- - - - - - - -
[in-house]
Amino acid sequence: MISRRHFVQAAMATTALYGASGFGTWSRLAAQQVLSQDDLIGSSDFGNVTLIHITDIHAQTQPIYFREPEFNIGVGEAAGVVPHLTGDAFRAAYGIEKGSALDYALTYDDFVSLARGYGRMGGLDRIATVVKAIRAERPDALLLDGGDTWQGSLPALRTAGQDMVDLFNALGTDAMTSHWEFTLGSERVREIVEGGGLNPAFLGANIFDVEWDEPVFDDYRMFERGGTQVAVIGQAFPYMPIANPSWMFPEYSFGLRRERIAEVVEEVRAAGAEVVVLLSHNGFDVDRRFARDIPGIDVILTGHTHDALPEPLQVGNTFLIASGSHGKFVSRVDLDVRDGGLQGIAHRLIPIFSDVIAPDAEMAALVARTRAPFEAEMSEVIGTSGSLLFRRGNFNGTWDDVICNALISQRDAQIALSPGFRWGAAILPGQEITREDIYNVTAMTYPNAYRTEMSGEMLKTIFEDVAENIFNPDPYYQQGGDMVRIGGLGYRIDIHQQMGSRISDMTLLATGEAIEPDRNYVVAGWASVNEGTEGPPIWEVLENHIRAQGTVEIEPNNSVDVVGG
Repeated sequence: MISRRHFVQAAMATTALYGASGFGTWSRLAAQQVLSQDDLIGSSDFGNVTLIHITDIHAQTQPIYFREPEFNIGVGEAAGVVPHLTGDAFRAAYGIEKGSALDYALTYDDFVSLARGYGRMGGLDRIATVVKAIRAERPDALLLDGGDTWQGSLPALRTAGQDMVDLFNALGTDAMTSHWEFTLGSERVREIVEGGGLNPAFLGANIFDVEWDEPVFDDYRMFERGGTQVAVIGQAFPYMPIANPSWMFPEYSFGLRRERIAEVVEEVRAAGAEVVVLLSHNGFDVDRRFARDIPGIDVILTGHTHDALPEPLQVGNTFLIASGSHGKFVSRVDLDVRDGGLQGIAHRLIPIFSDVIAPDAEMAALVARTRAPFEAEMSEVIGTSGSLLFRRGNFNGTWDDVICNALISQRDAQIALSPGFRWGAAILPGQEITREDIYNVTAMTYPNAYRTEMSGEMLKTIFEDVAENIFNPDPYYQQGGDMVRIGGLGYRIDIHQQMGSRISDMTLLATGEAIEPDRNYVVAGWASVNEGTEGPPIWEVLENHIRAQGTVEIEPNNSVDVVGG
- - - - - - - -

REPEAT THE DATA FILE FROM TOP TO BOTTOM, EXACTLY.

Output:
[in-house]
Amino acid sequence: MISRRHFVQAAMATTALYGASGFGTWSRLAAQQVLSQDDLIGSSDFGNVTLIHITDIHAQTQPIYFREPEFNIGVGEAAGVVPHLTGDAFRAAYGIEKGSALDYALTYDDFVSLARGYGRMGGLDRIATVVKAIRAERPDALLLDGGDTWQGSLPALRTAGQDMVDLFNALGTDAMTSHWEFTLGSERVREIVEGGGLNPAFLGANIFDVEWDEPVFDDYRMFERGGTQVAVIGQAFPYMPIANPSWMFPEYSFGLRRERIAEVVEEVRAAGAEVVVLLSHNGFDVDRRFARDIPGIDVILTGHTHDALPEPLQVGNTFLIASGSHGKFVSRVDLDVRDGGLQGIAHRLIPIFSDVIAPDAEMAALVARTRAPFEAEMSEVIGTSGSLLFRRGNFNGTWDDVICNALISQRDAQIALSPGFRWGAAILPGQEITREDIYNVTAMTYPNAYRTEMSGEMLKTIFEDVAENIFNPDPYYQQGGDMVRIGGLGYRIDIHQQMGSRISDMTLLATGEAIEPDRNYVVAGWASVNEGTEGPPIWEVLENHIRAQGTVEIEPNNSVDVVGG
Repeated sequence: MISRRHFVQAAMATTALYGASGFGTWSRLAAQQVLSQDDLIGSSDFGNVTLIHITDIHAQTQPIYFREPEFNIGVGEAAGVVPHLTGDAFRAAYGIEKGSALDYALTYDDFVSLARGYGRMGGLDRIATVVKAIRAERPDALLLDGGDTWQGSLPALRTAGQDMVDLFNALGTDAMTSHWEFTLGSERVREIVEGGGLNPAFLGANIFDVEWDEPVFDDYRMFERGGTQVAVIGQAFPYMPIANPSWMFPEYSFGLRRERIAEVVEEVRAAGAEVVVLLSHNGFDVDRRFARDIPGIDVILTGHTHDALPEPLQVGNTFLIASGSHGKFVSRVDLDVRDGGLQGIAHRLIPIFSDVIAPDAEMAALVARTRAPFEAEMSEVIGTSGSLLFRRGNFNGTWDDVICNALISQRDAQIALSPGFRWGAAILPGQEITREDIYNVTAMTYPNAYRTEMSGEMLKTIFEDVAENIFNPDPYYQQGGDMVRIGGLGYRIDIHQQMGSRISDMTLLATGEAIEPDRNYVVAGWASVNEGTEGPPIWEVLENHIRAQGTVEIEPNNSVDVVGG